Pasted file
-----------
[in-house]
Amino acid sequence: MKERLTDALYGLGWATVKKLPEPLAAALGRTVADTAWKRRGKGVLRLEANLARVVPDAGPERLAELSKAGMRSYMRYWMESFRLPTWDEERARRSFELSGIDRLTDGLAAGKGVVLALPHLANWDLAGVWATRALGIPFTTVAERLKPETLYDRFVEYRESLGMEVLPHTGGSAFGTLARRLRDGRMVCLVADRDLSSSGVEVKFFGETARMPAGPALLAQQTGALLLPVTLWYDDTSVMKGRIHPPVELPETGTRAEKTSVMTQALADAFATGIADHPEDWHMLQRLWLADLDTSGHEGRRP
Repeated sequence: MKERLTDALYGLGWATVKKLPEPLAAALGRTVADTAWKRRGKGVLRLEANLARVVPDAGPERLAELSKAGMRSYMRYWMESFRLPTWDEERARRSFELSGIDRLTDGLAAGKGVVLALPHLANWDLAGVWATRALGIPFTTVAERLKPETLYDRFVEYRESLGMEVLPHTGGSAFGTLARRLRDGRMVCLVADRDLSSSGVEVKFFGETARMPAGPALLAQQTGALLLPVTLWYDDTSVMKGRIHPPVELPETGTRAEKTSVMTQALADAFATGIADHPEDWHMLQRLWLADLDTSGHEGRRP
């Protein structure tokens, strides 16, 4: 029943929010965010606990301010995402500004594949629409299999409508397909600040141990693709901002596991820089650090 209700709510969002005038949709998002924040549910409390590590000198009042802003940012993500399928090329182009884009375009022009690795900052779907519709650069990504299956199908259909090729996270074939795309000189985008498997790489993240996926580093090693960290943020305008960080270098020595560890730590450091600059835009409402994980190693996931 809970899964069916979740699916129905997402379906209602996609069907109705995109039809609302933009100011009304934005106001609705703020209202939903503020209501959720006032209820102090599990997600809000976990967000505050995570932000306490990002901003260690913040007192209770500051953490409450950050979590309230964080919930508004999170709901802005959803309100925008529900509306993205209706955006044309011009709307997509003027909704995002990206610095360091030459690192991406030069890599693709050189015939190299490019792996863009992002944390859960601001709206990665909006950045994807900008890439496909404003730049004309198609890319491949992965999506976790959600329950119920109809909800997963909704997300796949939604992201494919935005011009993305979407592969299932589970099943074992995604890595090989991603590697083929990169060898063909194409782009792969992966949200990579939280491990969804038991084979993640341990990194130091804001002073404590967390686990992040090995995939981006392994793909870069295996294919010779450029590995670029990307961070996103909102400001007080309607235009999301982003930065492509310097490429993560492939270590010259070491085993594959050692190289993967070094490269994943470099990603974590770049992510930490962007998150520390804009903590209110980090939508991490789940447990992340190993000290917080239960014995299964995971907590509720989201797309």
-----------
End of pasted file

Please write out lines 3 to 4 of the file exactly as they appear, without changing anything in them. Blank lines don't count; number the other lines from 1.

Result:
Repeated sequence: MKERLTDALYGLGWATVKKLPEPLAAALGRTVADTAWKRRGKGVLRLEANLARVVPDAGPERLAELSKAGMRSYMRYWMESFRLPTWDEERARRSFELSGIDRLTDGLAAGKGVVLALPHLANWDLAGVWATRALGIPFTTVAERLKPETLYDRFVEYRESLGMEVLPHTGGSAFGTLARRLRDGRMVCLVADRDLSSSGVEVKFFGETARMPAGPALLAQQTGALLLPVTLWYDDTSVMKGRIHPPVELPETGTRAEKTSVMTQALADAFATGIADHPEDWHMLQRLWLADLDTSGHEGRRP
């Protein structure tokens, strides 16, 4: 029943929010965010606990301010995402500004594949629409299999409508397909600040141990693709901002596991820089650090 209700709510969002005038949709998002924040549910409390590590000198009042802003940012993500399928090329182009884009375009022009690795900052779907519709650069990504299956199908259909090729996270074939795309000189985008498997790489993240996926580093090693960290943020305008960080270098020595560890730590450091600059835009409402994980190693996931 809970899964069916979740699916129905997402379906209602996609069907109705995109039809609302933009100011009304934005106001609705703020209202939903503020209501959720006032209820102090599990997600809000976990967000505050995570932000306490990002901003260690913040007192209770500051953490409450950050979590309230964080919930508004999170709901802005959803309100925008529900509306993205209706955006044309011009709307997509003027909704995002990206610095360091030459690192991406030069890599693709050189015939190299490019792996863009992002944390859960601001709206990665909006950045994807900008890439496909404003730049004309198609890319491949992965999506976790959600329950119920109809909800997963909704997300796949939604992201494919935005011009993305979407592969299932589970099943074992995604890595090989991603590697083929990169060898063909194409782009792969992966949200990579939280491990969804038991084979993640341990990194130091804001002073404590967390686990992040090995995939981006392994793909870069295996294919010779450029590995670029990307961070996103909102400001007080309607235009999301982003930065492509310097490429993560492939270590010259070491085993594959050692190289993967070094490269994943470099990603974590770049992510930490962007998150520390804009903590209110980090939508991490789940447990992340190993000290917080239960014995299964995971907590509720989201797309």